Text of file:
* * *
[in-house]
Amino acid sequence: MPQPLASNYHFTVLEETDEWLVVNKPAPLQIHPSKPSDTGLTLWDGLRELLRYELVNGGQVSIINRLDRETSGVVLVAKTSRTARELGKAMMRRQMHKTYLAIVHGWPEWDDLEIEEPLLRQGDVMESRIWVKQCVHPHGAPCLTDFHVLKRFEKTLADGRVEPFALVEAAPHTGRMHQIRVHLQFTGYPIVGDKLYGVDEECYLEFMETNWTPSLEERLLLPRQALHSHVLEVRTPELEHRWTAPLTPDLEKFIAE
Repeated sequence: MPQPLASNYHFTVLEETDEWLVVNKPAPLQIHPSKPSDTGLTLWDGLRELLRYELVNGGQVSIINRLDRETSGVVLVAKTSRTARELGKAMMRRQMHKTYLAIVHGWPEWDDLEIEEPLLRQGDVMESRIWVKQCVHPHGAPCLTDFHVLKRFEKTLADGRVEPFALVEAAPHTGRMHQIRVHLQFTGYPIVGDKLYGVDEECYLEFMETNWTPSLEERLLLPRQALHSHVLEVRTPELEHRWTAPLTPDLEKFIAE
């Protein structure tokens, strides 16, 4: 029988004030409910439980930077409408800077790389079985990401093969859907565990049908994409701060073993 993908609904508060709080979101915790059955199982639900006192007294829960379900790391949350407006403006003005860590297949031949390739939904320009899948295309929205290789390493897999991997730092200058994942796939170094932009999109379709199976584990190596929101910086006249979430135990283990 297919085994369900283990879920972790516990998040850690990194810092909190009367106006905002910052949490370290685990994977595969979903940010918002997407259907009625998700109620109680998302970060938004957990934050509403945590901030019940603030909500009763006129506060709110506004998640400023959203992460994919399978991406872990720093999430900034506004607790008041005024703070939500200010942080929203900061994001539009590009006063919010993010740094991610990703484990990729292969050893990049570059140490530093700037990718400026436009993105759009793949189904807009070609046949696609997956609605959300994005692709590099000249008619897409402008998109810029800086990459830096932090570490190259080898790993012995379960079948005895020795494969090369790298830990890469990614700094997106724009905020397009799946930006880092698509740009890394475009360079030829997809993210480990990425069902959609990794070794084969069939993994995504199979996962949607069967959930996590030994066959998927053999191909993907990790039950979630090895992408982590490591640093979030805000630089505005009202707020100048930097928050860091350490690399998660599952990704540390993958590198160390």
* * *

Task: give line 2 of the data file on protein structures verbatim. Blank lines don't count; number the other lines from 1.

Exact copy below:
Amino acid sequence: MPQPLASNYHFTVLEETDEWLVVNKPAPLQIHPSKPSDTGLTLWDGLRELLRYELVNGGQVSIINRLDRETSGVVLVAKTSRTARELGKAMMRRQMHKTYLAIVHGWPEWDDLEIEEPLLRQGDVMESRIWVKQCVHPHGAPCLTDFHVLKRFEKTLADGRVEPFALVEAAPHTGRMHQIRVHLQFTGYPIVGDKLYGVDEECYLEFMETNWTPSLEERLLLPRQALHSHVLEVRTPELEHRWTAPLTPDLEKFIAE